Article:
Turning a poem into a song. Poetry and songwriting are very closely connected – in fact, many songwriters have stated that they started out writing poems before they wrote songs, and those poems became the basis for their lyrics.
So what do a poem and a song have in common? Both make use of RHYTHM and RHYME.
RHYTHM refers to the speed and pace of words, how fast we say them, and which words we emphasise.
RHYME refers to words that sound the same. You’ll often see rhyming words at the ends of lines in poetry. There are many types of rhymes, including single-syllable – like ‘cat’ and ‘hat’ – double syllable – like ‘missing’ and ‘kissing’ – and more.
In poetry, rhythm and rhyme provide a flow to a poem as it is spoken or read. However, in a song, rhythm and rhyme combine with the melodies and production. The rhythm of the words contributes to the overall mood of the song, and the rhyme enhances certain lines, making them more memorable and catchy.
ACTIVITIES TO TRY WITH YOUNG BEGINNER SONGWRITERS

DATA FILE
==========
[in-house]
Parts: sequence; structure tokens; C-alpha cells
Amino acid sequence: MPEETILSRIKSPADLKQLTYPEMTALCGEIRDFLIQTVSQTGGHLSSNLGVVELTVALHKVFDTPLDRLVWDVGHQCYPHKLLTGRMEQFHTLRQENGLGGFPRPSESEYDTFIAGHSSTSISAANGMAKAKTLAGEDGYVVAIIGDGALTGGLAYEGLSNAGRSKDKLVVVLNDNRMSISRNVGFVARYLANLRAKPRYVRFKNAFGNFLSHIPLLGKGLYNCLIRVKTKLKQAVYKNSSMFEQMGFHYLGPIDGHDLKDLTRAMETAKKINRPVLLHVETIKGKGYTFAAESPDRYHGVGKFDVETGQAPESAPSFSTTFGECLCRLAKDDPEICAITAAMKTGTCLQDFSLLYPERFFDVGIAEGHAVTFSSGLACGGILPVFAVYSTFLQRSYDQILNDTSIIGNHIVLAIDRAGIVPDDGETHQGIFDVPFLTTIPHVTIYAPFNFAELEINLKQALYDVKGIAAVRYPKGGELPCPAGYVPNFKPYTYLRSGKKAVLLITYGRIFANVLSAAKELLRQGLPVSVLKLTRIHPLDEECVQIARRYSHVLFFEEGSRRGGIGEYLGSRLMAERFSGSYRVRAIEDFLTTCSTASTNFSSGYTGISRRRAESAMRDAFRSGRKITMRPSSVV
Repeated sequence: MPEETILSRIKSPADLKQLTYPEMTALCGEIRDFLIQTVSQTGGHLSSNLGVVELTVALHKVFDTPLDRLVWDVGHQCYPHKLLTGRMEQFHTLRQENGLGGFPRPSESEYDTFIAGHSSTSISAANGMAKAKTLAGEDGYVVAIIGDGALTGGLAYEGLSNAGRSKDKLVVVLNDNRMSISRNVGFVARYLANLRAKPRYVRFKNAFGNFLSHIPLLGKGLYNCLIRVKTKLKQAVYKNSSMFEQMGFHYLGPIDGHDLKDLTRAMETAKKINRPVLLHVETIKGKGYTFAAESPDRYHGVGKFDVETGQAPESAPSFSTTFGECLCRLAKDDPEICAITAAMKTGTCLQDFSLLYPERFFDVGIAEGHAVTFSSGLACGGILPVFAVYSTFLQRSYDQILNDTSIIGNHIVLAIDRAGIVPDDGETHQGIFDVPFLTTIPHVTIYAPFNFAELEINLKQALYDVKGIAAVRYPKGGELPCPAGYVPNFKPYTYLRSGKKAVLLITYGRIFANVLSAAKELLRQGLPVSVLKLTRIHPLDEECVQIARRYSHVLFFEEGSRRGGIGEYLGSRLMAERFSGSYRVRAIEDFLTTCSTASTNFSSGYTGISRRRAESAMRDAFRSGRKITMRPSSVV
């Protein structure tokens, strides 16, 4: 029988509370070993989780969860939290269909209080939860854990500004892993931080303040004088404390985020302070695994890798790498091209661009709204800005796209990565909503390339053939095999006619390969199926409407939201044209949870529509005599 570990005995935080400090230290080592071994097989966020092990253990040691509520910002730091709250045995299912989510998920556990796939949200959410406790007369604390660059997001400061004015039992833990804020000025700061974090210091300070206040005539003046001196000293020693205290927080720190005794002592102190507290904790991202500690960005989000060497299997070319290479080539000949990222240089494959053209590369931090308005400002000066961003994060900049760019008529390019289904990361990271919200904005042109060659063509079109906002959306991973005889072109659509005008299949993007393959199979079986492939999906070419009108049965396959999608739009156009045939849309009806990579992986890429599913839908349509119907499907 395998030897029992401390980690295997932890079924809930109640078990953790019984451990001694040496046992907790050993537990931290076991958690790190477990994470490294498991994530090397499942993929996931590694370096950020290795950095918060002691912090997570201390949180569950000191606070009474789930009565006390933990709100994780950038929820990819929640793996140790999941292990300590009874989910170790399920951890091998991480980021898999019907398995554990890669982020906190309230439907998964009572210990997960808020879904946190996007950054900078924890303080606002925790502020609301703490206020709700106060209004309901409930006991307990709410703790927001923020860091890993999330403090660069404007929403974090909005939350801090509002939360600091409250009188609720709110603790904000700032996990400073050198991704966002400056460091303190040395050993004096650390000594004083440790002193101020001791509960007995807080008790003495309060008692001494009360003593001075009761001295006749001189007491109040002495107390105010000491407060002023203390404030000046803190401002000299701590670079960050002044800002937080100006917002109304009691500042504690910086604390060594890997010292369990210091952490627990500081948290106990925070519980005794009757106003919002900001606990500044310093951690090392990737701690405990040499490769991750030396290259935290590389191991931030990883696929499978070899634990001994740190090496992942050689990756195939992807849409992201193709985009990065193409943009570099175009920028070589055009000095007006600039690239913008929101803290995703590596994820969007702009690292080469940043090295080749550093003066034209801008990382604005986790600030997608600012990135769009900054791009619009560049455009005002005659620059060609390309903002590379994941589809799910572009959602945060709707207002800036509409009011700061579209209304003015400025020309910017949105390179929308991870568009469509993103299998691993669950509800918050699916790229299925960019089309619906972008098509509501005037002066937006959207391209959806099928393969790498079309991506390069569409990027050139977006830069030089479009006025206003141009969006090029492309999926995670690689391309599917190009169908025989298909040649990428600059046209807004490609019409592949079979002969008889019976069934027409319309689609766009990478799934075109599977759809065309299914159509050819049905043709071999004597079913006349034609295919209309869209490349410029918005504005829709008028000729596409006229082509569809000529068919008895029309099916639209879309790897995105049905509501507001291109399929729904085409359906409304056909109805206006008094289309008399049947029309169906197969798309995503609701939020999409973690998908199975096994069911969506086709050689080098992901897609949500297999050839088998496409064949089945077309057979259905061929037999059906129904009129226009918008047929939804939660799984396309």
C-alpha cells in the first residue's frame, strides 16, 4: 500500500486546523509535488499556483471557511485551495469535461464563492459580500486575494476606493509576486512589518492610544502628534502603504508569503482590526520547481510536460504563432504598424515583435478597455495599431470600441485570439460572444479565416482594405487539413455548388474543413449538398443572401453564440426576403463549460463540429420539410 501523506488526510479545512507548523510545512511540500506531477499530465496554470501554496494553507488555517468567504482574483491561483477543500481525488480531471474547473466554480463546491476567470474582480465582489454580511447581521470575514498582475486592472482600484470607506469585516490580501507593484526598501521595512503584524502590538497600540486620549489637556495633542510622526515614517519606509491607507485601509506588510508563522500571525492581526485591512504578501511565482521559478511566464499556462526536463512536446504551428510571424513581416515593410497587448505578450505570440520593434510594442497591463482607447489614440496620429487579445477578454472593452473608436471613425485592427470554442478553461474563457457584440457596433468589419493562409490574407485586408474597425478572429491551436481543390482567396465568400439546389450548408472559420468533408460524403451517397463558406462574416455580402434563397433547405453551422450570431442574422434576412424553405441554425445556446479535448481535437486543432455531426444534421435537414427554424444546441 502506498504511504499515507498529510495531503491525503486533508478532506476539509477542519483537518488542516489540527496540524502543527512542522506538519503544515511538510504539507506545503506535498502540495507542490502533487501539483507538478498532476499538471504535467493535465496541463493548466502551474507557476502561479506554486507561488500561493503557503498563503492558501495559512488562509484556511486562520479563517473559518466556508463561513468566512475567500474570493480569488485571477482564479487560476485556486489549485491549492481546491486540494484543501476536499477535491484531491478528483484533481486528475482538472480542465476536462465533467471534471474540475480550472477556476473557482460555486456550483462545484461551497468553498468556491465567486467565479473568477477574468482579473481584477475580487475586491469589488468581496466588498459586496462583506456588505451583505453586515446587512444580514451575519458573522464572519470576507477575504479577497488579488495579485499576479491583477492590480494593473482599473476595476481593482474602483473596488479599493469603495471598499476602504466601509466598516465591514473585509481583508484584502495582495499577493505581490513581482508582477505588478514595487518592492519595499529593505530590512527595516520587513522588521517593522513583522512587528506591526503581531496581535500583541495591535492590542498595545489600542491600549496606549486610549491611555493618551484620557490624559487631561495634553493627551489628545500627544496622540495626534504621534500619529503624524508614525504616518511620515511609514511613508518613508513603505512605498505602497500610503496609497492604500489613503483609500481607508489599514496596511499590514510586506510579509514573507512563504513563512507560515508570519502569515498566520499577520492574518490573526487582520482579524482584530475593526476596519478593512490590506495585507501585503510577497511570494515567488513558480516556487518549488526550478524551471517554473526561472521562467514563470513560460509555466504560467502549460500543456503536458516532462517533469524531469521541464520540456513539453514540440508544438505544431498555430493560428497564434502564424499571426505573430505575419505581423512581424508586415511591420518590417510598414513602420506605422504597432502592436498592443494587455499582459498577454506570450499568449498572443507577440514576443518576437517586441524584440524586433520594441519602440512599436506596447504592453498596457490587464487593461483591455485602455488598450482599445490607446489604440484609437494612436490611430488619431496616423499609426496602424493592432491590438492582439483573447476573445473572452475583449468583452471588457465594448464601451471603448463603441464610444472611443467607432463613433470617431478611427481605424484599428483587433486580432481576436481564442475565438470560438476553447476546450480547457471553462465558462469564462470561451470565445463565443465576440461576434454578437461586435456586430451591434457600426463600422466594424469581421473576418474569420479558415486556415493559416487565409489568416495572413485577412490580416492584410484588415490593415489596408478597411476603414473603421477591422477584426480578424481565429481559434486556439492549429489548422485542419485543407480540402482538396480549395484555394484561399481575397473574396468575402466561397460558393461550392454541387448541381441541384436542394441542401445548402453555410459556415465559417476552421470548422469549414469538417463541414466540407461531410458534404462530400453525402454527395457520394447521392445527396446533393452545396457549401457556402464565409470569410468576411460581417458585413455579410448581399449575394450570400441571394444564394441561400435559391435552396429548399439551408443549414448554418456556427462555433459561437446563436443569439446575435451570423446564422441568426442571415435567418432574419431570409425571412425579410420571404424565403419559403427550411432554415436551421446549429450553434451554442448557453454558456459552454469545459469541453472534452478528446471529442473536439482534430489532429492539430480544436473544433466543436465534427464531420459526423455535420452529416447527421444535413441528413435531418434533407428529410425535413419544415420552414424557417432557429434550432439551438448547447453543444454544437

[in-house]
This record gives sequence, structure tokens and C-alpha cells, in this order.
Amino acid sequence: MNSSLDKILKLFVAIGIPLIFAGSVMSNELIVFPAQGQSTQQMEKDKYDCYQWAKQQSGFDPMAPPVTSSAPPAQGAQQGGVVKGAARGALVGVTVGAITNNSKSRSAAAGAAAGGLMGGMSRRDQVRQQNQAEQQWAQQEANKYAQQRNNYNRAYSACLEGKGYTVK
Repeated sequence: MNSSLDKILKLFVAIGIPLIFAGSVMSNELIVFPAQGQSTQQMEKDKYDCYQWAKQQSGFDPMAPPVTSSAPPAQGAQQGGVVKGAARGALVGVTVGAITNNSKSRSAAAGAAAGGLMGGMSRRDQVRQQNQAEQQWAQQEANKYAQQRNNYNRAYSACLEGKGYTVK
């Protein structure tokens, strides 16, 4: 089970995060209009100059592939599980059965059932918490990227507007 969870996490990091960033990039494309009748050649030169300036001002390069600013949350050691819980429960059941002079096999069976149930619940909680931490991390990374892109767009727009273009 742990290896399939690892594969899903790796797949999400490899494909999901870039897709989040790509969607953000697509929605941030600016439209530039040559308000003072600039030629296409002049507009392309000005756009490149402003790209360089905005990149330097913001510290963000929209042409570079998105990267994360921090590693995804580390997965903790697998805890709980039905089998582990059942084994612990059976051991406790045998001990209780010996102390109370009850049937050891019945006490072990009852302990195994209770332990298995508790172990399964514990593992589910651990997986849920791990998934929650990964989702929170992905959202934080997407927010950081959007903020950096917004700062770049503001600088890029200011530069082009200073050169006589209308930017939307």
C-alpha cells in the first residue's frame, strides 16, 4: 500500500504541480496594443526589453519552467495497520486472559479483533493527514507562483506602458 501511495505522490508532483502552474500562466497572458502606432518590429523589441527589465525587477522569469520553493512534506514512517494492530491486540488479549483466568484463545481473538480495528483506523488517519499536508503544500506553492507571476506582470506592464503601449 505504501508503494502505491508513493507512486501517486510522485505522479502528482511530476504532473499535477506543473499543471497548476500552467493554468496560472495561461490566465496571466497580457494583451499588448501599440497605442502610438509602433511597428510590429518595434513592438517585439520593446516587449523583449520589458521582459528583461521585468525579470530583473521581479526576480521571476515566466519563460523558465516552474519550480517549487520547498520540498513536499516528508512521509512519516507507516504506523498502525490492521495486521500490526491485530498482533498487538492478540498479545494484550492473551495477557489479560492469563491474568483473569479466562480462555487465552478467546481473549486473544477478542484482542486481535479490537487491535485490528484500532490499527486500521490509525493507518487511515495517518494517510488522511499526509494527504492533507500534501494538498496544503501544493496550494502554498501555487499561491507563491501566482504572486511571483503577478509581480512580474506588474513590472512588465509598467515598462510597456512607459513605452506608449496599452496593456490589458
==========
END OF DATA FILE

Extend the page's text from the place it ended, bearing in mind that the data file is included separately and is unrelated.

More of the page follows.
Step 1: Find a short poem to use – 4 to 8 lines. A limerick might work particularly well. First have the children identify the rhymes, and label matching rhymes with matching letters. (If unsure on this system, consult resources such as https://www.bbc.co.uk/bitesize/topics/z4mmn39/articles/z83g2nb )
Step 2: Set a pulse beat going, either using a metronome or clapping, and have an individual child or children recite the poem over it. Identify which words were emphasised – this is the rhythm of the words. It may help to underline these emphasised words, for memory.
Step 3: Discuss melody – what sort of melody would go with this poem? Which words would the pitch move up and down on?
Have the children create their own melodies to fit with the rhythm of the words they have found.
If this is going well, challenge them to find more than one melody, and experiment with the rhythm of the words – lengthening, shortening and emphasising different words than before.
More songwriting resources for Teachers are at